An interesting way to think about transport planning is to think about how we manage our own diets.
Immediate temptations are always there. Like the temptation to eat the whole chocolate cake because it looks delicious and we're hungry. Eating it solves our short-term problem. It tastes good and our hunger is satisfied. It's only later, when our long-term thinking kicks in, that we think, "Maybe I should stop doing that if I want to stay healthy. Maybe I should think about a diet."
The same thing happens with transport planning, only the cake is "road building". If we overindulge in road building, Canberra will become unhealthy: a car-centric city that is sprawled, congested and polluted. We'll lose our prized liveability. We'll start to resemble our large and congested neighbour, Sydney. The signs of this are showing already. We're starting to look a little chubby.
Maybe Canberra needs to think about going on a road diet.
The alternative to the car-centric city is one that provides genuine sustainable transport opportunities to residents. It will provide excellent and prioritised public transport services and walking and cycling facilities. It will be a more compact city. People won't have to rely on cars for everything. Even as it grows, Canberra will maintain its convenience and liveability.
But going on a road diet is challenging. As one of Australia's most car dominated capitals, we face constant pressure to build and upgrade roads. Building them solves our short-term problem. We ease congestion and make car travellers happy. This also brings the short-term rewards that politicians love. But we need to acknowledge that it also further entrenches reliance on private car travel. We grow around the car, and so more people drive. Regardless of ongoing road upgrades, the congestion and bottlenecks will return.
A road diet is not an extreme diet. It doesn't mean we stop building roads altogether, or that we pretend cars are not part of our transport system. Lots of people rely on cars because of their particular job, or family situation, or because the alternative options just aren't there at the moment. A sustainable city makes life easier for everyone. By providing alternative transport options it also eases congestion for people who need to drive.
Just like healthy eating, a road diet should be sensible and balanced. It means at least showing some level of resistance to the constant pressure to build bigger and bigger roads. It means striving to create alternative transport solutions instead of defaulting to planning for car dominance. It means saying, "Do we really need to duplicate that road today, or could we defer it and put the money into quality public transport services?" These are services that might even mitigate the need to duplicate the road at all.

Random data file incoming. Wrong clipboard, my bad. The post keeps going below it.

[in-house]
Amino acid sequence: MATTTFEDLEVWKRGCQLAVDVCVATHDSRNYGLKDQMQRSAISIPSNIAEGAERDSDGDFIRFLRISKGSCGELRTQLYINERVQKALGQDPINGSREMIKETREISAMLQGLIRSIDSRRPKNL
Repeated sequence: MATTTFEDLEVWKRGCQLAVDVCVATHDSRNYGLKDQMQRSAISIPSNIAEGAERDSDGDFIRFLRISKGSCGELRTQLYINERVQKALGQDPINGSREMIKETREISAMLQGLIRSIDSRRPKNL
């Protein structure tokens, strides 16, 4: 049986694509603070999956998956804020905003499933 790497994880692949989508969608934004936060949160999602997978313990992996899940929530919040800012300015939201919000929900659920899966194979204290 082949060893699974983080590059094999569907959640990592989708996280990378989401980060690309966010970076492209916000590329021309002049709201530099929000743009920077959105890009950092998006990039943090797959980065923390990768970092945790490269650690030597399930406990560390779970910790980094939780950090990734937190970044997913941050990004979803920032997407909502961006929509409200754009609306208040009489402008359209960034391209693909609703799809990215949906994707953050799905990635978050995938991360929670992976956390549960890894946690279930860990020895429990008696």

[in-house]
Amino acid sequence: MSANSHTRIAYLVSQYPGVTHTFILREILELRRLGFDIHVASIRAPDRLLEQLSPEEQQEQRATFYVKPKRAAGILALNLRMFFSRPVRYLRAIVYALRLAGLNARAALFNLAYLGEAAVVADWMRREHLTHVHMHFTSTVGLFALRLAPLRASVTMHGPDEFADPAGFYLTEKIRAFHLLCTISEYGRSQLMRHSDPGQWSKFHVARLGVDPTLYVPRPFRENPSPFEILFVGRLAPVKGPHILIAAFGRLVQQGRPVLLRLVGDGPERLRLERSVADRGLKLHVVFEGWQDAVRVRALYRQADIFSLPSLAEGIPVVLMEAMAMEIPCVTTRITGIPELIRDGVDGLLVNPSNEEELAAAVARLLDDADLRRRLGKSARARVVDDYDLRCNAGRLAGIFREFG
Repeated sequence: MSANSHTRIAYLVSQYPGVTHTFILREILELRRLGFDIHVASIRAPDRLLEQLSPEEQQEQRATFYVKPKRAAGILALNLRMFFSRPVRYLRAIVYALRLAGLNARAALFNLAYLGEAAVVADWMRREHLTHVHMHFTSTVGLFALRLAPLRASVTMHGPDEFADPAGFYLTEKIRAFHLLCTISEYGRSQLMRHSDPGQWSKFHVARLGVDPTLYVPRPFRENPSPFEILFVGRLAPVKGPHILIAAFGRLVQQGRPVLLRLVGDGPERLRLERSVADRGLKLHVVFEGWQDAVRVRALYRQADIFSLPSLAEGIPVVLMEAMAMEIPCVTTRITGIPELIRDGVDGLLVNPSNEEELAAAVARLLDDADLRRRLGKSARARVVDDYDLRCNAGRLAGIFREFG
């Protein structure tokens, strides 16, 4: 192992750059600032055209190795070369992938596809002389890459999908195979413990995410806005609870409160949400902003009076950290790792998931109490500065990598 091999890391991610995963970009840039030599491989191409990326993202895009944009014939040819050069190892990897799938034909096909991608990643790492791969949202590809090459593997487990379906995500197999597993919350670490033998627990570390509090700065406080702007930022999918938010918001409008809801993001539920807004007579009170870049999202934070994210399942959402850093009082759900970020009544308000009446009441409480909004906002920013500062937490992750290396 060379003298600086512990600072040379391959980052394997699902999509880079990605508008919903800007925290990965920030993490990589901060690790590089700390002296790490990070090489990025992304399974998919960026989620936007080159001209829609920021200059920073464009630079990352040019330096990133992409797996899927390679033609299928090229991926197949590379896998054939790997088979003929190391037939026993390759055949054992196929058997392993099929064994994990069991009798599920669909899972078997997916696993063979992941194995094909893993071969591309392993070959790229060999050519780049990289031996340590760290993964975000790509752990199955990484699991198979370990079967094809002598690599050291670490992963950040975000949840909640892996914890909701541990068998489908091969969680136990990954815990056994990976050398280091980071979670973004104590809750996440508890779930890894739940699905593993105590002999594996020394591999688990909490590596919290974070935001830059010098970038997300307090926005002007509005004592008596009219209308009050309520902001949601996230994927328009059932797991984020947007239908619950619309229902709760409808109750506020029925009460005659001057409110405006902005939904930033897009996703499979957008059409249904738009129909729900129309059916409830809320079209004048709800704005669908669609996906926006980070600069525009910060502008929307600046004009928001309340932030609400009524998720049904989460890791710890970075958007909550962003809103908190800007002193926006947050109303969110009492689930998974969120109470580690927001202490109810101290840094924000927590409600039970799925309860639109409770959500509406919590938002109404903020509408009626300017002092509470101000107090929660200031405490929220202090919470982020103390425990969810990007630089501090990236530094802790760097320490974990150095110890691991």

As an example, what if we undertook difficult and expensive upgrades to squeeze even more car capacity into the congested Northbourne Avenue? In the coming years the fast-growing population in Canberra's north would continue to use the road by travelling in their cars. The road would fill up with congestion again. We'd be faced with an intractable problem.
In this example, the ACT government is taking the smart solution. It's taking action now by investing in light rail from Gungahlin to Civic, as the first stage in a long term and sustainable transport solution that also brings our city myriad of other benefits.
But the standard approach to planning in our city excessively focuses on private car travel. Any new project, development or suburb is planned with the assumption that the population will continue to rely primarily on cars. We're building the car-centric city of the future. Convenient for now, yes, but not sustainable. It's like we keep reaching for the chocolate cake, saying we'll think about getting healthy tomorrow.
For a road diet to be successful, decision makers also need to allow a more sophisticated debate about transport planning. They need to engage with the Canberra public on how we want our city to function in the coming decades.
Our current political discourse is hardly able to accommodate a nuanced debate on this topic. When I raised the issue in the Legislative Assembly last week, the Canberra Liberals said it was "a mung-bean soy-latte vision of a utopian society" that "punishes those working hardest to produce another generation of ratepayers… The idea of mode shift [using more sustainable forms of transport] is anti-mum and anti-family."
Canberrans are much more intelligent than this. So let's have a sensible discussion about transport planning. Let's look at road building in a different way, and strive for the sustainable transport systems we know will make Canberra a healthy and long-lived city.
ACT Greens MLA Shane Rattenbury is minister assisting the Chief Minister on Transport Reform.